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Re: So what's null then if it's not nothing?

From: Jon Heggland <heggland_at_idi.ntnu.no>
Date: Wed, 30 Nov 2005 12:20:47 +0100
Message-ID: <MPG.1df7a889c053e80398971b@news.ntnu.no>


In article <1133288703.505685.293960_at_o13g2000cwo.googlegroups.com>, boston103_at_hotmail.com says...
>
> Jon Heggland wrote:
> > Well, like I said, Codd conflates the truth value "unknown" with NULL.
> > I'm not sure that is a good idea.
>
> He does.

Well, of course he agrees with himself. But who else does? How does he justify it? What are the consequences?

> > I am curious: In Lukasiewicz's system, what do you get when you compare
> > the unknown truth value to itself?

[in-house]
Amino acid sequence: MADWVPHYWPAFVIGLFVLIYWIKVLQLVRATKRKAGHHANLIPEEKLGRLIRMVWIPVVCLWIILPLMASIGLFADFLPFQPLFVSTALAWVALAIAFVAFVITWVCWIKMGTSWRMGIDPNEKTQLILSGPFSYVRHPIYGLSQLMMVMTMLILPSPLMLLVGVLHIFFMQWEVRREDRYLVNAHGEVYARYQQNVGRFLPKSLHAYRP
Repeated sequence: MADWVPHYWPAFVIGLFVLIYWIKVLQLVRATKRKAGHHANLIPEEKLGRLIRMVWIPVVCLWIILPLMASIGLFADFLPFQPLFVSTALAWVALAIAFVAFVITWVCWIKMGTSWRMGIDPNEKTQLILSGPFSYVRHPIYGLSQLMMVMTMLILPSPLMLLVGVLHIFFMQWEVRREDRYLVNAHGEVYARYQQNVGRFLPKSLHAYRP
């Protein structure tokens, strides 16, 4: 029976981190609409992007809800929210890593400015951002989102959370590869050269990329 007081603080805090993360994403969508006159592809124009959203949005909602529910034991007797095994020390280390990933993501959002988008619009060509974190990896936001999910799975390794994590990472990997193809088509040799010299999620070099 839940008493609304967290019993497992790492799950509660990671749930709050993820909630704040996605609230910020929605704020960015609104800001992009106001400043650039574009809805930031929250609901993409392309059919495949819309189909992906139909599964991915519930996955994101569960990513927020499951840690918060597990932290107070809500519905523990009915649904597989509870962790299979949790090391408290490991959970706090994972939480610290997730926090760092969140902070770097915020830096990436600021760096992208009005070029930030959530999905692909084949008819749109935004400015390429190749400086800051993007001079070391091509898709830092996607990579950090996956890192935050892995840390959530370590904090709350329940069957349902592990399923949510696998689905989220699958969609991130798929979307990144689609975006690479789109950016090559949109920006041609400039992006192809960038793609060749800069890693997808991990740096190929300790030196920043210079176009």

>
> Lukasiewicz's logic as far as I remember deals only with logical
> connectives and "truth" values (0, 1, 2). Its truth table coincides
> with Codd's 3VL, but I believe it has nothing to say about the value1
> <comp> value2.

http://en.wikipedia.org/wiki/Ternary_logic:

"Note that any two statements with the same truth value are equivalent, even if the truth value is unknown."

The truth table for equivalence (EQUALS, <->), 0=unknown, 1=true, 2 =false:

P Q P <-> Q

0 0     1
0 1     0
0 2     0
1 0     0
1 1     1
1 2     2
2 0     0
2 1     2
2 2     1

> Codd just stipulates that the comparison results in
> unknown if either operand is NULL. You are free to redefine ;)

No, he also stipulates that the unknown truth value is the same as NULL, which means we are not able to represent the unknown truth value faithfully. This is a blunder analogous to saying that the empty string is NULL.

Do you know how Codd defines implication in his 3VL?

-- 
Jon
Received on Wed Nov 30 2005 - 05:20:47 CST

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